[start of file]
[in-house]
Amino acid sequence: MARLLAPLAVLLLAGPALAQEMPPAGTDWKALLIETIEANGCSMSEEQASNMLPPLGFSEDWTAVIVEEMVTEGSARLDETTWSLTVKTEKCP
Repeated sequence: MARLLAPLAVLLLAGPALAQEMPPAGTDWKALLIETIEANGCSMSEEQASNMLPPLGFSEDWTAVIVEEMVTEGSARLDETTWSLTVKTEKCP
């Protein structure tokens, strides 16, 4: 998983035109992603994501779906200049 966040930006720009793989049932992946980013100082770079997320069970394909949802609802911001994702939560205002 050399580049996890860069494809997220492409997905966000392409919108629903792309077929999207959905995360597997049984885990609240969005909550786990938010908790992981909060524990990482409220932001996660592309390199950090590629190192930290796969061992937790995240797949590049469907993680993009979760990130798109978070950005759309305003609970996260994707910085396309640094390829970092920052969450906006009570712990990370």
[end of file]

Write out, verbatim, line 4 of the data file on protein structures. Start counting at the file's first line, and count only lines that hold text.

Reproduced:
């Protein structure tokens, strides 16, 4: 998983035109992603994501779906200049 966040930006720009793989049932992946980013100082770079997320069970394909949802609802911001994702939560205002 050399580049996890860069494809997220492409997905966000392409919108629903792309077929999207959905995360597997049984885990609240969005909550786990938010908790992981909060524990990482409220932001996660592309390199950090590629190192930290796969061992937790995240797949590049469907993680993009979760990130798109978070950005759309305003609970996260994707910085396309640094390829970092920052969450906006009570712990990370």